My favourite story in the collection is The Jungle Goddess, written by Anuradha Gupta. I love the exotic setting that stands out amongst the dull English background of the other stories. It’s vibrant and refreshing, with a spark of energy that brings the tale to life. Gupta has written the story in the present tense, and whilst it’s very unusual it’s done so well that I couldn’t help but enjoy it.

The drummers drop their sticks and a silence falls over the crowd. Men and women, all turn to stare at the vision before them. Gungun, with her dark untamed locks tumbling down over her bare shoulders and breasts, adorned in nothing but a silver anklet, stares back absently at the blazing fire and the grey shadows that stand all around it.

The story is new and the writing is truly excellent. This extract is just a small example of the imagery and innovative writing that Gupta uses in the story. It’s a fantastic story that really shines out in the collection.

Little Lost Soul, written by Marija Smits, is very different to the other stories in the collection, mainly because of the writing style. I find Smits’ writing to be very literary and of a high quality that could easily produce the next Penguin Classic. It’s hard to find the right words to describe it. I guess the closest I can think of is to compare it to the writing of Philip K. Dick. For me, it resembled his writing very much, with its industrial, futuristic setting and amazing writing. I look forward to reading more of Smits’ work in the future.

Lilasette is a story that for me really embodies the spirit of the publishing company, whilst giving us a true fairy tale. It has a great evil queen that steals her servant’s newborn baby so that she can have a daughter to shape into her own image. Despite not being a main character, it’s the servant who really stands out in this story. Her empowerment is to be admired and she really helps to shape the story into something that reminds you of why mothers are so important.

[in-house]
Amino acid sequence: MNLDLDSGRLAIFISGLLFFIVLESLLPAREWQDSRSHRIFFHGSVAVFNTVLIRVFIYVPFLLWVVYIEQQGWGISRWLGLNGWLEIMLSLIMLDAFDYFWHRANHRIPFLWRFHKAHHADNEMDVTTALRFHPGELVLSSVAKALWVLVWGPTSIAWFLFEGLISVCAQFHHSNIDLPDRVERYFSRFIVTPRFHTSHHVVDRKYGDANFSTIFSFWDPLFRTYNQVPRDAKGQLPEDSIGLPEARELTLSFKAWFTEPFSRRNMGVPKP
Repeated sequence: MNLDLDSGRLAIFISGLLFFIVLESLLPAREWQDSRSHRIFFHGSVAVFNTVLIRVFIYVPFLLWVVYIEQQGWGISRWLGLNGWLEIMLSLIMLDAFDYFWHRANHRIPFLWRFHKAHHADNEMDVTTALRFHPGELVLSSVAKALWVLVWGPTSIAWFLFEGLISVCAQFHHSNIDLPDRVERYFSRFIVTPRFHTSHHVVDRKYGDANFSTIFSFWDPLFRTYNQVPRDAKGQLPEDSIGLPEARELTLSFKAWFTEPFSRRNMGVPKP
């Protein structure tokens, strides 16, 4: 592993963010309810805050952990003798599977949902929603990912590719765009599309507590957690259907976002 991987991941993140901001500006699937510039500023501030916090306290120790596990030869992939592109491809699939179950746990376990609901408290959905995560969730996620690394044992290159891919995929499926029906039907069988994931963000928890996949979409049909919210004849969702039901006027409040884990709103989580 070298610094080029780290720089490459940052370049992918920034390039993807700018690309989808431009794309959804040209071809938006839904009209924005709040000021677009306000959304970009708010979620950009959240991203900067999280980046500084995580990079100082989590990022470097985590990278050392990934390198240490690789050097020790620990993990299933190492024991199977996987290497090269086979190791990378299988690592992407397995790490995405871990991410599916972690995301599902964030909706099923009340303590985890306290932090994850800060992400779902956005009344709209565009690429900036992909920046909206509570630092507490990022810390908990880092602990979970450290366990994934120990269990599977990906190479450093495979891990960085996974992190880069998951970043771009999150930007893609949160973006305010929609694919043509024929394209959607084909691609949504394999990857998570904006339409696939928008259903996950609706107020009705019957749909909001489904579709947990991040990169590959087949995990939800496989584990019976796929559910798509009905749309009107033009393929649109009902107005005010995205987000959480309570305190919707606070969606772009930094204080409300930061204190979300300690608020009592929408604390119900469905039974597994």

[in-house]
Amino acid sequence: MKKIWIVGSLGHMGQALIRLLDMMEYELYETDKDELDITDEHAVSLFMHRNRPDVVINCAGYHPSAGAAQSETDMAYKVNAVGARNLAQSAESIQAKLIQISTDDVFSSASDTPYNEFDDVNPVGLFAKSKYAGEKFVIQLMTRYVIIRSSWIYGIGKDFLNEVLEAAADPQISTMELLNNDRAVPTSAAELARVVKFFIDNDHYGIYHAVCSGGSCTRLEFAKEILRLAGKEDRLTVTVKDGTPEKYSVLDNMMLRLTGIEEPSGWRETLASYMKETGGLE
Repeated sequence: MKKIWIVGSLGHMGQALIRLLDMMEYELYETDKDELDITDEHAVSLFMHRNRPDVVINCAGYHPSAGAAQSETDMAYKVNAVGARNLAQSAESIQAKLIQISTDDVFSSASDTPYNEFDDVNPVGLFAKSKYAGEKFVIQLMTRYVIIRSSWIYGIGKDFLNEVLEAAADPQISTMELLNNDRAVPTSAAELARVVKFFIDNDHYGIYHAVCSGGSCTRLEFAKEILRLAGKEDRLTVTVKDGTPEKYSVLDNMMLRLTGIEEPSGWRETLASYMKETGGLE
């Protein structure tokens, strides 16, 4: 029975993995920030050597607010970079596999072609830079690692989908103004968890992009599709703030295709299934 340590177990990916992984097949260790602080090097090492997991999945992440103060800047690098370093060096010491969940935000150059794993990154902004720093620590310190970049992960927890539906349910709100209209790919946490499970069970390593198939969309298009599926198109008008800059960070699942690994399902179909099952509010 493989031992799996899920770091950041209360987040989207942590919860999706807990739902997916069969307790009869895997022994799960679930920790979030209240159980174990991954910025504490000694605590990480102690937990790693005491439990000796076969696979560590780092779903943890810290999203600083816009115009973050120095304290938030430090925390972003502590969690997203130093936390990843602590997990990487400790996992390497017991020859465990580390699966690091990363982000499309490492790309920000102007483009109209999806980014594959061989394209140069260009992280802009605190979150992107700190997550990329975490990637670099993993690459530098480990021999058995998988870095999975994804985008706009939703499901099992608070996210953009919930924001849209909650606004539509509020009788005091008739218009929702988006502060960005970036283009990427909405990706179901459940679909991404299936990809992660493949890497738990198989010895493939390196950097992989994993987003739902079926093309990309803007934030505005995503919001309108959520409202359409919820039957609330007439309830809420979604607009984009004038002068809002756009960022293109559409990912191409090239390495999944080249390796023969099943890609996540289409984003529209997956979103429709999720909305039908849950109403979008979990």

It’s also worth giving Ana Salote’s story a quick mention. Her fairy tale twists what we know and gives us a refreshing take on a fairy. I think it is great writing and I really enjoyed the 21st Century, slightly gritty realism of the story. The title Grimm Reality is very well chosen, and embodies Salote’s writing style.

On the whole the book is very well put together. It’s a good collection of varying stories and has been edited and produced very professionally. I was a bit disappointed to see that the same fairy tale has been used twice in the book. Up until the very last story I was really impressed that I hadn’t come across any obvious repetitions, but the last one was a little too similar to the first for me. However, the editor clearly recognised the similarity as they’ve started and ended the collection with these two pieces. If you can’t avoid a repeat, embracing it like this is the best way to do it.

The real highlight of the book is the illustrations. I don’t know where Teika Bellamy found Emma Howitt but she’s the silent shining star in the book. Howitt’s illustrations are beautiful and intricate and really help to bring each story to life. I hope more people take notice of her work, because it’s so beautiful that it deserves to be scattered across books everywhere.

 

Overall this book really is worth a read. I loved the stories, especially the modernised ones, and felt that they all slotted in well with each other. Having not read The Forgotten and the Fantastical 1 I can’t really compare the two, but if that one is anything like this one it’s most definitely worth a read. Full of fairy tales for adults brimming with truly fantastical characters, this collection belongs on everyone’s bookshelves.

Book Review: The Troll by Nicola Monaghan